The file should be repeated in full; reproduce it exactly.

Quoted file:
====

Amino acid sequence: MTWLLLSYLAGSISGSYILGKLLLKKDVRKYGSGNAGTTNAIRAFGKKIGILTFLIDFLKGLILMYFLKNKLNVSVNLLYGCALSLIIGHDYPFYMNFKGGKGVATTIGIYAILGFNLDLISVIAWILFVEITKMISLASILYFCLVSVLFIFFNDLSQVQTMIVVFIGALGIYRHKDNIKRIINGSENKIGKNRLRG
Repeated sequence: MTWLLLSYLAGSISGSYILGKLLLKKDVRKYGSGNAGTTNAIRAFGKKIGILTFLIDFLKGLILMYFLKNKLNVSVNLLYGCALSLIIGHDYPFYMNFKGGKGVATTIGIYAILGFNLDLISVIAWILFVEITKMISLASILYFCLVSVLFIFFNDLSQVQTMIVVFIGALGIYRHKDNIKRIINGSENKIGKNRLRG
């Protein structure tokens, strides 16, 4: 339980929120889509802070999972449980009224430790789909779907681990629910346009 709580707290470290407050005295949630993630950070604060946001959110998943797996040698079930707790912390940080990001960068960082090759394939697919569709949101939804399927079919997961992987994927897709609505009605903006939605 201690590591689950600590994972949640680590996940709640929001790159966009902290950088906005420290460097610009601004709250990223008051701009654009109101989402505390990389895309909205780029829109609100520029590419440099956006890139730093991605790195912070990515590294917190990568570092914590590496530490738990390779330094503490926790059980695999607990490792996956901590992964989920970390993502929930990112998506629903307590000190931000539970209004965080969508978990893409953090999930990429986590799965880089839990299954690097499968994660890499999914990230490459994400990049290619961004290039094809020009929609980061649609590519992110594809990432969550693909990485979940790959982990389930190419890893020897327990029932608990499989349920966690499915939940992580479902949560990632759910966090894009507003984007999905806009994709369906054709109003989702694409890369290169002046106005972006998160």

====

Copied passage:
Amino acid sequence: MTWLLLSYLAGSISGSYILGKLLLKKDVRKYGSGNAGTTNAIRAFGKKIGILTFLIDFLKGLILMYFLKNKLNVSVNLLYGCALSLIIGHDYPFYMNFKGGKGVATTIGIYAILGFNLDLISVIAWILFVEITKMISLASILYFCLVSVLFIFFNDLSQVQTMIVVFIGALGIYRHKDNIKRIINGSENKIGKNRLRG
Repeated sequence: MTWLLLSYLAGSISGSYILGKLLLKKDVRKYGSGNAGTTNAIRAFGKKIGILTFLIDFLKGLILMYFLKNKLNVSVNLLYGCALSLIIGHDYPFYMNFKGGKGVATTIGIYAILGFNLDLISVIAWILFVEITKMISLASILYFCLVSVLFIFFNDLSQVQTMIVVFIGALGIYRHKDNIKRIINGSENKIGKNRLRG
């Protein structure tokens, strides 16, 4: 339980929120889509802070999972449980009224430790789909779907681990629910346009 709580707290470290407050005295949630993630950070604060946001959110998943797996040698079930707790912390940080990001960068960082090759394939697919569709949101939804399927079919997961992987994927897709609505009605903006939605 201690590591689950600590994972949640680590996940709640929001790159966009902290950088906005420290460097610009601004709250990223008051701009654009109101989402505390990389895309909205780029829109609100520029590419440099956006890139730093991605790195912070990515590294917190990568570092914590590496530490738990390779330094503490926790059980695999607990490792996956901590992964989920970390993502929930990112998506629903307590000190931000539970209004965080969508978990893409953090999930990429986590799965880089839990299954690097499968994660890499999914990230490459994400990049290619961004290039094809020009929609980061649609590519992110594809990432969550693909990485979940790959982990389930190419890893020897327990029932608990499989349920966690499915939940992580479902949560990632759910966090894009507003984007999905806009994709369906054709109003989702694409890369290169002046106005972006998160």